King Herod of Judea gives us a place in history. The careful naming of the characters also seems to do this, but the names themselves carry a message.

The priest is named after one of the prophetic books of the Hebrew Scriptures which wrote of the end of times. The book in his name begins with a call to repentance; such will soon be heard from the son of Zechariah.

5 In the days of King Herod of Judea, there was a priest named Zechariah, who belonged to the priestly order of Abijah. His wife was a descendant of Aaron, and her name was Elizabeth. 6Both of them were righteous before God, living blamelessly according to all the commandments and regulations of the Lord. 7But they had no children, because Elizabeth was barren, and both were getting on in years.

Abijah, the priestly order to which Zechariah belonged, means my father is Yahweh. Zechariah is a character loaded full of meaning. He is a portent of what is to come in the book; remember the reader already knows the story!

The figure of the priest’s wife is also loaded with meaning. She, too, is of priestly lineage. We will learn she is related to the Messiah. The meaning of Elizabeth is not entirely clear. It may mean "my God is an oath" or perhaps "my God is abundance".  It was, however, the name of Aaron’s wife. Aaron is the first of the high priests of Israel and the older brother of Moses.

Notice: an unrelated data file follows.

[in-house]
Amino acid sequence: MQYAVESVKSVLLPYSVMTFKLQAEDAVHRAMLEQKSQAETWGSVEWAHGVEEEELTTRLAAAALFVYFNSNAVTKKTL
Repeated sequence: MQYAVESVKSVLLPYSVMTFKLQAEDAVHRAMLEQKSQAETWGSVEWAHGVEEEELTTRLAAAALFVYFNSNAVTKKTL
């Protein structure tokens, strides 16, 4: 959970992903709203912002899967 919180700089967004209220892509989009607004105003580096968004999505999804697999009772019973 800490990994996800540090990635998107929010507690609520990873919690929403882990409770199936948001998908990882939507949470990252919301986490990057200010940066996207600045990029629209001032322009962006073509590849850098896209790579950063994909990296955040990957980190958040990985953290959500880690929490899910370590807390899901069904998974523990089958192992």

The portent is underlined: like her husband, she is righteous before God, and blameless. But she was barren! Childlessness in Jesus’ time was a sign of God’s disfavour! Knowing what is coming, we understand something more about Zechariah: Zechariah means Yahweh has remembered. 

We see the beginning of the world being turned on its edge, and God beginning to move. The first of the great prophets of Israel was Samuel, (1 Samuel 1) whose mother Hannah was also barren, until God intervened. We will remember Hannah again, shortly.

And they were “both getting on in years.” Here we have an allusion the story of Abram and Sarai, the parents of the nation. (Genesis 16:1) The tradition of the childless woman where God intervenes also applies to the mother of Samson, (Judges 13) and Rebecca the mother of Jacob and Esau. (Genesis 25:21) We will hear more of Samson.